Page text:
§ Mr. Strickland
could take upon himself to declare, that the persons who supported the petition were quite as respectable as those who opposed it, and with respect to Mr. Todd particularly he was not exceeded in respectability of character by any of the clergymen opposed to him on this occasion. If persons entertained more liberal views than the parties who wanted to get tip a little petition of their own with closed doors, they were right to express their opinions, for he was satisfied the more the plan was known the more it would be approved of.
said, that the dissent which 1015 had been so universally expressed to the plan, by the Protestant clergy of all denominations in Ireland was a suspicious, and melancholy symptom. The most studious endeavours had been made to cast a slur upon the Kildare-street Society's plan, for the purpose of substituting this. He was ready to acknowledge that much difficulty existed in satisfying all parties, but the proposed system was calculated only for one, and nothing could justify the Government for allowing any portion of the authorised versions of the Scriptures to be dispensed with in education.
§ Mr. James Johnston
was afraid the right hon. Gentleman, the Secretary for Ireland, was legislating upon a false notion of expediency, without regard to principles. He agreed fully with the hon. Member who had last addressed the House, that the plan was by no means the best that could be formed; in his opinion the Kildare-street society's scheme was much better. At least he was sure, that in the part of the country with which he was connected it was preferred.
§ Lord Morpeth
said, he could take upon himself to assert, that the petition was signed by many of the most respectable inhabitants of Dewsbury. He had received no information of the alleged charge of the tickets being forged, by which some of the persons opposed to the measure gained admittance; and he denied altogether the allegation that the doors were forced—they were opened by a motion regularly carried for that purpose.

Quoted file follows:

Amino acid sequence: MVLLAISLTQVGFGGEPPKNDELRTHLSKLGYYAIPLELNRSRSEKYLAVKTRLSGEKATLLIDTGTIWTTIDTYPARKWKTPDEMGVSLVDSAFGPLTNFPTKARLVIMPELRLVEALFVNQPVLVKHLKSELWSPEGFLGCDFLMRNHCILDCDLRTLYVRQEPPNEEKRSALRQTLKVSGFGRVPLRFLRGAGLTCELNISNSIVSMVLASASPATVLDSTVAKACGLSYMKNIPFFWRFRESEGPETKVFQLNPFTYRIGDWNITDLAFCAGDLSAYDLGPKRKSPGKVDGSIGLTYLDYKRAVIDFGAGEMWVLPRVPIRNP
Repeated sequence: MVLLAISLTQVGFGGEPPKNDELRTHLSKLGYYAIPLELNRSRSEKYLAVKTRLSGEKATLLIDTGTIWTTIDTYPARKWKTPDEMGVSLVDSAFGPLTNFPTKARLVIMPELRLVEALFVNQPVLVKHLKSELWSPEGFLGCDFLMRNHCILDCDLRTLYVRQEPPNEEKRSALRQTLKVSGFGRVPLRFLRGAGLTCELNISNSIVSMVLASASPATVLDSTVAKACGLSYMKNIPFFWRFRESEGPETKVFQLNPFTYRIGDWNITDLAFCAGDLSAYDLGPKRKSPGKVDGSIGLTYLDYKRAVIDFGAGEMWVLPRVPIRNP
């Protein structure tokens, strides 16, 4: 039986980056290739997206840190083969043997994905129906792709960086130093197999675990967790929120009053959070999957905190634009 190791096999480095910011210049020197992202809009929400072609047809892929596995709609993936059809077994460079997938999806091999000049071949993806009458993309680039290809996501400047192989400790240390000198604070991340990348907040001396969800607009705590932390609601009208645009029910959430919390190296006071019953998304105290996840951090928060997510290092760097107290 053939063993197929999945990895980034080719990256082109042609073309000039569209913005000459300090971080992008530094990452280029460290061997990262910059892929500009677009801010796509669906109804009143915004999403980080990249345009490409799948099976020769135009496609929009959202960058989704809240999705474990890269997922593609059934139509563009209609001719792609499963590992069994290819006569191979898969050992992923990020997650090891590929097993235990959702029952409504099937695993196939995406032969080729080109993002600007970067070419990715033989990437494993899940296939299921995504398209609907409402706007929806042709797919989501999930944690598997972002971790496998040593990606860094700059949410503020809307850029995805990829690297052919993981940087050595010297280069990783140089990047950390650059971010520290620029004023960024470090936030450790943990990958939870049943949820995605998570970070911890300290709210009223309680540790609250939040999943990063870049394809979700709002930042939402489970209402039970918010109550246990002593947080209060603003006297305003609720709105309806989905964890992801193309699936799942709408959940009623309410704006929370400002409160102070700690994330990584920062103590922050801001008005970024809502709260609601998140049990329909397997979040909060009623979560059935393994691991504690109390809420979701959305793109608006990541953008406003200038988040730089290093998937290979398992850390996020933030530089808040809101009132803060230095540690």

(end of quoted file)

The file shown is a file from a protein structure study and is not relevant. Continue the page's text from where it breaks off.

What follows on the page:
§ Mr. Shaw
said, if those individuals wished to express their sentiments it was quite competent for them to call a meeting to do so, but their only object appeared to be to overbear those opposed to them by clamour and violence. It was the misfortune of the times, that argument and reason were borne down by numbers.
§ Mr. Dawson
said, that this was the only petition hitherto presented in favour of the Ministerial plan of education, and, that petition was disgraceful to those who had got it up. It was the offspring of fraud and violence, for it evidently appeared that the meeting was intended to be select, and if persons obtruded themselves, and overpowered those who were assembled, under such circumstances they could have no claim to credit or respect. As to the plan uniting all parties in Ireland, that was a mere fallacy; all its effect would be to promote discord and hatred.
said, he had that day re- 1016 ceived a letter from the Secretary of the Board of Education in Dublin, which he regretted he had not brought down to the House with him. He, however, was informed, in that letter, that no less than sixty-one schools, having 14,000 pupils attending them, had placed themselves under the auspices of the new Board; and that applications for assistance had been made by upwards of 150 other schools, containing the same, or a larger number of scholars than he had enumerated, as being already under the new Board. From this it appeared that, within the short space of three months, the number of the schools under the system which had been adopted by his Majesty's Government exceeded the number which appeared on the books of the Kildare-street Society during the first four years of its establishment. It was also important to mention, that out of the sixty-one schools already established, sixty had been so on the joint application of Roman Catholics and Protestants; and twenty schools on the joint application of the Protestant and Roman Catholic clergy.
§ Petition to be printed.